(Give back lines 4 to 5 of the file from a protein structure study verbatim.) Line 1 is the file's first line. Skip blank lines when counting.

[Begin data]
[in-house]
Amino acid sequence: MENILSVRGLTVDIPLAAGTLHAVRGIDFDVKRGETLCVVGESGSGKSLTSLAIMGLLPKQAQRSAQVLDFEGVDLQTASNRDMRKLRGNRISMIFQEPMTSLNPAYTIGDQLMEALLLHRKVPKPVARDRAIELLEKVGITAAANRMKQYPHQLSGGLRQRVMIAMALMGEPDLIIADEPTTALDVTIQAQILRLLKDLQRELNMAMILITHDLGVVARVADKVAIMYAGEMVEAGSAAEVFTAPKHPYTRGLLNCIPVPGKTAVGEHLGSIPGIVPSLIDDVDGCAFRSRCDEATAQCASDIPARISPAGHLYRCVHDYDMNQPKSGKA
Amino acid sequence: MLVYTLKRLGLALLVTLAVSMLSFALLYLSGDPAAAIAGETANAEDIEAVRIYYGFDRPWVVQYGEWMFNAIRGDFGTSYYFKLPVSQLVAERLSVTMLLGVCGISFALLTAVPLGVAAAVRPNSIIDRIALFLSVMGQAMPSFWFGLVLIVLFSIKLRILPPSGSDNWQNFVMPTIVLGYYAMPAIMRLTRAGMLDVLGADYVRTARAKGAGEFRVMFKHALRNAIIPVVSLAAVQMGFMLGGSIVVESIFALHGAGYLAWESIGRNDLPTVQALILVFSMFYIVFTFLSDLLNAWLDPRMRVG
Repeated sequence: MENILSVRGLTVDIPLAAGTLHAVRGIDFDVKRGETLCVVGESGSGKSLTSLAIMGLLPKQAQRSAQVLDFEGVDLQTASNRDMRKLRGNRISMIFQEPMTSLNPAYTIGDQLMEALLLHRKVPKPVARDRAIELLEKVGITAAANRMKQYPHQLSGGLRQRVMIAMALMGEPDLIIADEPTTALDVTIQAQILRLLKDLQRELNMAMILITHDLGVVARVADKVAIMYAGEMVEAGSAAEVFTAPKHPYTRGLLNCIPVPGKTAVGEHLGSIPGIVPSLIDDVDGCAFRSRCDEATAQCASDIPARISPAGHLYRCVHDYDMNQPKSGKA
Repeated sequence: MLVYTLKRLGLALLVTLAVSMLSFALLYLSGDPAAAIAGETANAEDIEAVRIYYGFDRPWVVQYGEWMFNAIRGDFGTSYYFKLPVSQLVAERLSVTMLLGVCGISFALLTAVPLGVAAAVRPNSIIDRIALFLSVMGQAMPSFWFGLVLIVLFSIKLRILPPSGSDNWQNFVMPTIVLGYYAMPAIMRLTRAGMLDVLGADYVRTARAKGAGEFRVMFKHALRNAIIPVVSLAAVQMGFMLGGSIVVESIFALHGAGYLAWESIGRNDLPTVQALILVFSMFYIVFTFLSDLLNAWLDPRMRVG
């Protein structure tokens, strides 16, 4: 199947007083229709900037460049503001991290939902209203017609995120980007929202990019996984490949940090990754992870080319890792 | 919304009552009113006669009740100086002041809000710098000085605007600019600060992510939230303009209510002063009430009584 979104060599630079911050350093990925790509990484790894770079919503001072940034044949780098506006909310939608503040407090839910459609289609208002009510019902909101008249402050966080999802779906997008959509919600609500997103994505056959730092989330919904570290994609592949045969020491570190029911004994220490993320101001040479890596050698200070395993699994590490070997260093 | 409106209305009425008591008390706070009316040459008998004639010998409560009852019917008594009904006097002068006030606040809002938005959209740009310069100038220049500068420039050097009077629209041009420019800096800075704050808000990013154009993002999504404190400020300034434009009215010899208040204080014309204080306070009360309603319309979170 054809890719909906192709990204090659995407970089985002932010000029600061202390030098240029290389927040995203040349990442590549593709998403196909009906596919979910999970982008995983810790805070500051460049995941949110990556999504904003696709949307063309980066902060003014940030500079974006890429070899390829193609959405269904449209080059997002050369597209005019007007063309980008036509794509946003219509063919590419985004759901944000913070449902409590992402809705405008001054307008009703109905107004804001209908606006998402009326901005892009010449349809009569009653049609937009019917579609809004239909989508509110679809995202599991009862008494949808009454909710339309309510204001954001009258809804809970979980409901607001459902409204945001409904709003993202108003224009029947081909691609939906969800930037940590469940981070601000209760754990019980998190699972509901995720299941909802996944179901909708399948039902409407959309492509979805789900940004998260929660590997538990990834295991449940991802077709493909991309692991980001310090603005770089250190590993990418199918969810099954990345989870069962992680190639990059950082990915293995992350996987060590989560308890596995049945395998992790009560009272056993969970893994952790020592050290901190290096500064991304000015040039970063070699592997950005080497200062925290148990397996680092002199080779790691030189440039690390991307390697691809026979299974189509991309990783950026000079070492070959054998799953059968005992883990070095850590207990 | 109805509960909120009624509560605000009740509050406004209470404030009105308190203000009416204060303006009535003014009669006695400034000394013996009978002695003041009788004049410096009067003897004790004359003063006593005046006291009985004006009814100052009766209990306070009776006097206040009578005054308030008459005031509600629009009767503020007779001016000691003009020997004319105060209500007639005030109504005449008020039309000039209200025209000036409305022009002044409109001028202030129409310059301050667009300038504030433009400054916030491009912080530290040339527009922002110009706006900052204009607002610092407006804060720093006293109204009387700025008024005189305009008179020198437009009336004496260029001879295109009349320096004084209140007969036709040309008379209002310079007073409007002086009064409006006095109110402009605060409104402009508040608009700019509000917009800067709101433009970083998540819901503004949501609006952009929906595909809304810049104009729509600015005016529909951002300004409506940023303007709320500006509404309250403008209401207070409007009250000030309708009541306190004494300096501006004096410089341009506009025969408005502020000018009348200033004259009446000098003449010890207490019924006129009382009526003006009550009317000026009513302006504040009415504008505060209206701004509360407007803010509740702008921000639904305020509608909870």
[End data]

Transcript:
Repeated sequence: MENILSVRGLTVDIPLAAGTLHAVRGIDFDVKRGETLCVVGESGSGKSLTSLAIMGLLPKQAQRSAQVLDFEGVDLQTASNRDMRKLRGNRISMIFQEPMTSLNPAYTIGDQLMEALLLHRKVPKPVARDRAIELLEKVGITAAANRMKQYPHQLSGGLRQRVMIAMALMGEPDLIIADEPTTALDVTIQAQILRLLKDLQRELNMAMILITHDLGVVARVADKVAIMYAGEMVEAGSAAEVFTAPKHPYTRGLLNCIPVPGKTAVGEHLGSIPGIVPSLIDDVDGCAFRSRCDEATAQCASDIPARISPAGHLYRCVHDYDMNQPKSGKA
Repeated sequence: MLVYTLKRLGLALLVTLAVSMLSFALLYLSGDPAAAIAGETANAEDIEAVRIYYGFDRPWVVQYGEWMFNAIRGDFGTSYYFKLPVSQLVAERLSVTMLLGVCGISFALLTAVPLGVAAAVRPNSIIDRIALFLSVMGQAMPSFWFGLVLIVLFSIKLRILPPSGSDNWQNFVMPTIVLGYYAMPAIMRLTRAGMLDVLGADYVRTARAKGAGEFRVMFKHALRNAIIPVVSLAAVQMGFMLGGSIVVESIFALHGAGYLAWESIGRNDLPTVQALILVFSMFYIVFTFLSDLLNAWLDPRMRVG